Whether you’ve grown them or bought them, knowing how to store potatoes correctly will reap rewards. Unlike most other veggies, potatoes can be stored for a matter of months, so they’re great value.
If you’ve learned how to grow potatoes you’ll realise that it’s easy to end up with a surplus and storing means you can enjoy the products of your labor for longer. But even if you picked potatoes up in a supermarket, the right storage tactics make the most of your spend.
We’ve got the details on how to store potatoes successfully right here.
How to store potatoes
If you grow potatoes in a veggie garden, you can end up with a large harvest, but even growing potatoes in a container or growing potatoes in a bag can produce way more than you’ll consume straightaway.
Follow our guide to how to store potatoes to keep these homegrown treats ready to eat along with your supermarket buys and an excess won’t be a waste, though.
1. Check the condition of potatoes before storing
Before you store potatoes, it’s important to check their condition. Any that are rotting, have soft spots, or show damage from pests or being dug up are not suitable for long term storage. Store only potatoes in good condition.
Bear in mind that if potatoes have damage that can be cut out, they can still be used but do cook them soon rather than storing them long term.
Should you wash them? That depends on whether they are store bought or homegrown. For the former? ‘Don’t wash them until you’re ready to eat them,’ say the experts at Potatoes USA (opens in new tab).
But if the potatoes are from your veggie garden, they should be cleaned before they are stored. ‘You need only brush off the soil on potatoes grown in coarse, sandy soil,’ advises Oregon State University Extension Service (opens in new tab). ‘But if the soil is fine, sticky clay, your potatoes may need washing. If so, be sure they are completely dry before placing them in storage. Minimize tuber exposure to light while cleaning.’
2. Cure homegrown potatoes before storing
Homegrown potatoes should be cured before they are stored. To cure them, keep them in a dark but well ventilated place with moderate temperatures and high humidity for a period of one week to 10 days, advise the OSU experts.
3. Keep potatoes well ventilated and cool
For store-bought and cured homegrown potatoes, the next step is to put them into a receptacle for storage.
If supermarket potatoes are in a plastic bag, take them out. All potatoes should be stored in a mesh bag or ventilated box or basket.
4. Put them into a cool, dark place
The ideal temperature for potato storage is about 45 to 50ºF (7 to 10ºC), which will be cooler than the temperature at which homegrown potatoes were cured.
This won’t be the temperature in your kitchen, of course. The best place to store potatoes is an unheated basement, or perhaps an insulated shed.
Tempted to put them into the refrigerator? Don’t. ‘Storage temperatures below 45ºF can cause sugar buildup or sweetening,’ say the experts at OSU Extension.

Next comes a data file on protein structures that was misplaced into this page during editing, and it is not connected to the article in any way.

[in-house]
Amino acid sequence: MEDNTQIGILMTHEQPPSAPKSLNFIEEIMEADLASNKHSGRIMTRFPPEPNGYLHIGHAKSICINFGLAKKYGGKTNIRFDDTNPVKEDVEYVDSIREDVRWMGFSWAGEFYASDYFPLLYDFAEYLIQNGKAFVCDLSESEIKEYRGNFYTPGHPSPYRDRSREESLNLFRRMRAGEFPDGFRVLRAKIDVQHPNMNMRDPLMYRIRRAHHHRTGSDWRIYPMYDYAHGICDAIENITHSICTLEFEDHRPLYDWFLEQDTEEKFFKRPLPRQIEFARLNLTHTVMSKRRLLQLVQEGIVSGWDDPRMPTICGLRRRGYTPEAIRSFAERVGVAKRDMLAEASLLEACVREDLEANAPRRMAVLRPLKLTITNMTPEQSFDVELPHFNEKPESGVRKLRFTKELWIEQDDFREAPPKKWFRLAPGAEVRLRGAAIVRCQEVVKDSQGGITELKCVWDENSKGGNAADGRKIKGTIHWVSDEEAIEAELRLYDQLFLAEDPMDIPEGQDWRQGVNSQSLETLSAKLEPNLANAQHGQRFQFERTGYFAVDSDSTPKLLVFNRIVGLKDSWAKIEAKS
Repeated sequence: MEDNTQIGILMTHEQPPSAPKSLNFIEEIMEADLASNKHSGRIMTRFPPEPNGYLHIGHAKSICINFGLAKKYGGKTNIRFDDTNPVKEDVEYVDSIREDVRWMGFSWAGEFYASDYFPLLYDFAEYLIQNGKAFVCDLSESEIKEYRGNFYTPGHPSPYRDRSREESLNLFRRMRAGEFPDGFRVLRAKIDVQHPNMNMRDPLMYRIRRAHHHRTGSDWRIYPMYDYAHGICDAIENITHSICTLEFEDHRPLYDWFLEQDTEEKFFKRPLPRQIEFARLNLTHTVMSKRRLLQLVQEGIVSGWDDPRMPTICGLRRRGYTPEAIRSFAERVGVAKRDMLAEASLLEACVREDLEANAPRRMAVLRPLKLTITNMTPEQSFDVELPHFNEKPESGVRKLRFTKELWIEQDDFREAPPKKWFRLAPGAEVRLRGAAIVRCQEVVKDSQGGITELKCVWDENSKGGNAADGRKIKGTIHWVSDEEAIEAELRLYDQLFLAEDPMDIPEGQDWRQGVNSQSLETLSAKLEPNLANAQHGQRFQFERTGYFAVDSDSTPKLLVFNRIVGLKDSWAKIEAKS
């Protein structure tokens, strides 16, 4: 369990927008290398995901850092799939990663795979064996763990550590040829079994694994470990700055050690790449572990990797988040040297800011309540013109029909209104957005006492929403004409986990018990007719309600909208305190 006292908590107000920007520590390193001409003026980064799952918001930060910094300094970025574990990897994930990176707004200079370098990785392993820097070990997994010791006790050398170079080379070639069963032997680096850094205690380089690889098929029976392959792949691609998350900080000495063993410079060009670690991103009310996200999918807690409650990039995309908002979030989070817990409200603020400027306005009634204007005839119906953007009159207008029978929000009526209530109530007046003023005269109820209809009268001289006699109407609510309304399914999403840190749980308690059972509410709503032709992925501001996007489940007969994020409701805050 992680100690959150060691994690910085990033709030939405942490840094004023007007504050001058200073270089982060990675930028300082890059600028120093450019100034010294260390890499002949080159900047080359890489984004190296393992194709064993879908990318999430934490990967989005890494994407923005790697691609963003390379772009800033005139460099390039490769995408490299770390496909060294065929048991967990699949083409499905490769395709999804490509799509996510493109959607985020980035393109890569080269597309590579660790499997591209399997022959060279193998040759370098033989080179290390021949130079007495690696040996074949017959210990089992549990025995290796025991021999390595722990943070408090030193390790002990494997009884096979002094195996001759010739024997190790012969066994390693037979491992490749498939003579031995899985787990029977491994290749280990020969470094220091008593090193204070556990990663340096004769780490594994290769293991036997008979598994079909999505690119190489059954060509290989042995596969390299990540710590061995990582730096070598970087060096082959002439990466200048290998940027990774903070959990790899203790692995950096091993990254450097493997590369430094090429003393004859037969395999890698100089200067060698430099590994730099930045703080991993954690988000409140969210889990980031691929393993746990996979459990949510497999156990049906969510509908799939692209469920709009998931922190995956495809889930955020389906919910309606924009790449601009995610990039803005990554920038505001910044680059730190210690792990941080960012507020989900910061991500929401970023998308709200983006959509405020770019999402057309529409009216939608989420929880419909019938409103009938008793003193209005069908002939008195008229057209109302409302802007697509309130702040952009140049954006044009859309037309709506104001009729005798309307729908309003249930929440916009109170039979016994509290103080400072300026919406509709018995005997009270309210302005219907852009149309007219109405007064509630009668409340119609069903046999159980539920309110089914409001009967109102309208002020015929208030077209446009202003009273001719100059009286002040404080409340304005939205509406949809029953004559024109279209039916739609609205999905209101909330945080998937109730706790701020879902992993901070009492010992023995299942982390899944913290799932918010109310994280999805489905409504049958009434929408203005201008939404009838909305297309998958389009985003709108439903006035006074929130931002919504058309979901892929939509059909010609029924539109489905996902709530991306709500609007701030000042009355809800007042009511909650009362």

It’s also vital that potatoes are stored in the dark. Light will turn the potato tubers green. ‘Green on the skin of a potato is the buildup of a chemical called solanine. It is a natural reaction to the potato being exposed to too much light,’ explains Potatoes USA. A potato that is slightly green isn’t a problem and you can just cut this part away before cooking and eating, but very green potatoes should be discarded.
5. Check potatoes from time to time
Take a look at the potatoes you’ve stored every so often. If a potato starts to rot it can spread this to others, so throw it out. Softness, shriveling and mold all indicate a potato should be removed from the store.
A potato that’s sprouted can be be eaten if you cut the sprout off, but don’t consume any that are also soft or shriveled.
What is the proper way to store potatoes?
To store potatoes, keep them somewhere that is cool and dark as well as dry. If you aren’t storing for the long term, but simply want to keep them in good condition after you’ve bought them home from the store, keep them in a pantry or cabinet. Never leave them out on a countertop.
‘Avoid high temperatures such as next to appliances or under the sink,’ say the experts at Potatoes USA.
How do you store potatoes so they don’t sprout?
To store potatoes so they don’t sprout, keep them in a cool, dark and dry place. Make sure they’re not stored with onions, too, as that can cause them to sprout.
The experts at StopFoodWaste (opens in new tab) suggest storing them with an apple. ‘The ethylene gas given off by an apple will prevent potatoes from sprouting,’ they explain.
Sarah is a freelance journalist and editor. Previously executive editor of Ideal Home, she’s specialized in interiors, property and gardens for over 20 years, and covers interior design, house design, gardens, and cleaning and organizing a home for H&G. She’s written for websites, including Houzz, Channel 4’s flagship website, 4Homes, and Future’s T3; national newspapers, including The Guardian; and magazines including Future’s Country Homes & Interiors, Homebuilding & Renovating, Period Living, and Style at Home, as well as House Beautiful, Good Homes, Grand Designs, Homes & Antiques, LandLove and The English Home among others. It’s no big surprise that she likes to put what she writes about into practice, and is a serial house renovator.
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